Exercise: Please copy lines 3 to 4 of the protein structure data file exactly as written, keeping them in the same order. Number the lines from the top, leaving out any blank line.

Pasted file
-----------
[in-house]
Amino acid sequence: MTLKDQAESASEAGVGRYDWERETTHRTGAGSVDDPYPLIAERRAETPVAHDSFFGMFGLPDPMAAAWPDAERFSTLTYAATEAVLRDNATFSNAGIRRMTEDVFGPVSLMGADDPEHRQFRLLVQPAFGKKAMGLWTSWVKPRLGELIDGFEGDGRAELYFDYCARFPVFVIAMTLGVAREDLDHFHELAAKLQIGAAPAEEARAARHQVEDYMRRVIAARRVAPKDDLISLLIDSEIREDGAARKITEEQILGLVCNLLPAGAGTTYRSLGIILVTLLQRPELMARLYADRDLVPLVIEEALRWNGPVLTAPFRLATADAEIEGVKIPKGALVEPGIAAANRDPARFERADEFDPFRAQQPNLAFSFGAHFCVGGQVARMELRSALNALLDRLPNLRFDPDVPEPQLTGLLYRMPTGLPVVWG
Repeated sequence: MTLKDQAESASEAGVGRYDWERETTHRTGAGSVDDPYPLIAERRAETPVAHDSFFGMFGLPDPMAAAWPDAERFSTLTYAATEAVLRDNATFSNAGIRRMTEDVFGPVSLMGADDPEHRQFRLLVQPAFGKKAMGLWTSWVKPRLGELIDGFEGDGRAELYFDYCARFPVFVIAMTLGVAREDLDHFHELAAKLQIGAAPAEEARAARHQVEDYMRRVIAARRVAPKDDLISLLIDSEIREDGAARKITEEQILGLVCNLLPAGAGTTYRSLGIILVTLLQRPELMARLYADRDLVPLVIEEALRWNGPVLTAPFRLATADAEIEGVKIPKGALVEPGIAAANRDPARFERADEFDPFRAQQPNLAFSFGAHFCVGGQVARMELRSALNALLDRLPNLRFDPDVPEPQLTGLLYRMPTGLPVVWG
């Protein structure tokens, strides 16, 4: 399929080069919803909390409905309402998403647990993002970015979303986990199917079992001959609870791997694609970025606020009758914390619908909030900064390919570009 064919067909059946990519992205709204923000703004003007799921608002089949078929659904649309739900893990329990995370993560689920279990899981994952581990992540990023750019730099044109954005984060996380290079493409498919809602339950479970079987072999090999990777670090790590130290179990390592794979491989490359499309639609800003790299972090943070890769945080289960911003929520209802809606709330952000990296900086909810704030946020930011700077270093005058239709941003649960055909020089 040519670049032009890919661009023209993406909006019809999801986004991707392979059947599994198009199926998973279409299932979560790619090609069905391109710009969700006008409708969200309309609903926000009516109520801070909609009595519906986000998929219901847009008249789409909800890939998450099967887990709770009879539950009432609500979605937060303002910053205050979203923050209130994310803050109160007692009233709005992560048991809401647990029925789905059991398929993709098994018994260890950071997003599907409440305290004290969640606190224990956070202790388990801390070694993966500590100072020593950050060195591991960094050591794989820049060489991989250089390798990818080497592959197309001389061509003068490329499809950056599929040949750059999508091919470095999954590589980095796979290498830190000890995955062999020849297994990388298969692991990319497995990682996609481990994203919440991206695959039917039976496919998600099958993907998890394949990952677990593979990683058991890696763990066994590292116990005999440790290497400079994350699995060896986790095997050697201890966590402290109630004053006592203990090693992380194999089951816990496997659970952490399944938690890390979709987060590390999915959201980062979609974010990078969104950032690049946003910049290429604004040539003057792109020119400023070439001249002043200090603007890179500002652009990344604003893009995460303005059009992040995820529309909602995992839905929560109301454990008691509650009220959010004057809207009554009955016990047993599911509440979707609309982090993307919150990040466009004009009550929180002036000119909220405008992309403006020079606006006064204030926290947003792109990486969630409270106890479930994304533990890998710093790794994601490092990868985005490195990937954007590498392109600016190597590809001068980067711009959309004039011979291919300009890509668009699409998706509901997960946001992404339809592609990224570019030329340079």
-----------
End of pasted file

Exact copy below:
Repeated sequence: MTLKDQAESASEAGVGRYDWERETTHRTGAGSVDDPYPLIAERRAETPVAHDSFFGMFGLPDPMAAAWPDAERFSTLTYAATEAVLRDNATFSNAGIRRMTEDVFGPVSLMGADDPEHRQFRLLVQPAFGKKAMGLWTSWVKPRLGELIDGFEGDGRAELYFDYCARFPVFVIAMTLGVAREDLDHFHELAAKLQIGAAPAEEARAARHQVEDYMRRVIAARRVAPKDDLISLLIDSEIREDGAARKITEEQILGLVCNLLPAGAGTTYRSLGIILVTLLQRPELMARLYADRDLVPLVIEEALRWNGPVLTAPFRLATADAEIEGVKIPKGALVEPGIAAANRDPARFERADEFDPFRAQQPNLAFSFGAHFCVGGQVARMELRSALNALLDRLPNLRFDPDVPEPQLTGLLYRMPTGLPVVWG
């Protein structure tokens, strides 16, 4: 399929080069919803909390409905309402998403647990993002970015979303986990199917079992001959609870791997694609970025606020009758914390619908909030900064390919570009 064919067909059946990519992205709204923000703004003007799921608002089949078929659904649309739900893990329990995370993560689920279990899981994952581990992540990023750019730099044109954005984060996380290079493409498919809602339950479970079987072999090999990777670090790590130290179990390592794979491989490359499309639609800003790299972090943070890769945080289960911003929520209802809606709330952000990296900086909810704030946020930011700077270093005058239709941003649960055909020089 040519670049032009890919661009023209993406909006019809999801986004991707392979059947599994198009199926998973279409299932979560790619090609069905391109710009969700006008409708969200309309609903926000009516109520801070909609009595519906986000998929219901847009008249789409909800890939998450099967887990709770009879539950009432609500979605937060303002910053205050979203923050209130994310803050109160007692009233709005992560048991809401647990029925789905059991398929993709098994018994260890950071997003599907409440305290004290969640606190224990956070202790388990801390070694993966500590100072020593950050060195591991960094050591794989820049060489991989250089390798990818080497592959197309001389061509003068490329499809950056599929040949750059999508091919470095999954590589980095796979290498830190000890995955062999020849297994990388298969692991990319497995990682996609481990994203919440991206695959039917039976496919998600099958993907998890394949990952677990593979990683058991890696763990066994590292116990005999440790290497400079994350699995060896986790095997050697201890966590402290109630004053006592203990090693992380194999089951816990496997659970952490399944938690890390979709987060590390999915959201980062979609974010990078969104950032690049946003910049290429604004040539003057792109020119400023070439001249002043200090603007890179500002652009990344604003893009995460303005059009992040995820529309909602995992839905929560109301454990008691509650009220959010004057809207009554009955016990047993599911509440979707609309982090993307919150990040466009004009009550929180002036000119909220405008992309403006020079606006006064204030926290947003792109990486969630409270106890479930994304533990890998710093790794994601490092990868985005490195990937954007590498392109600016190597590809001068980067711009959309004039011979291919300009890509668009699409998706509901997960946001992404339809592609990224570019030329340079």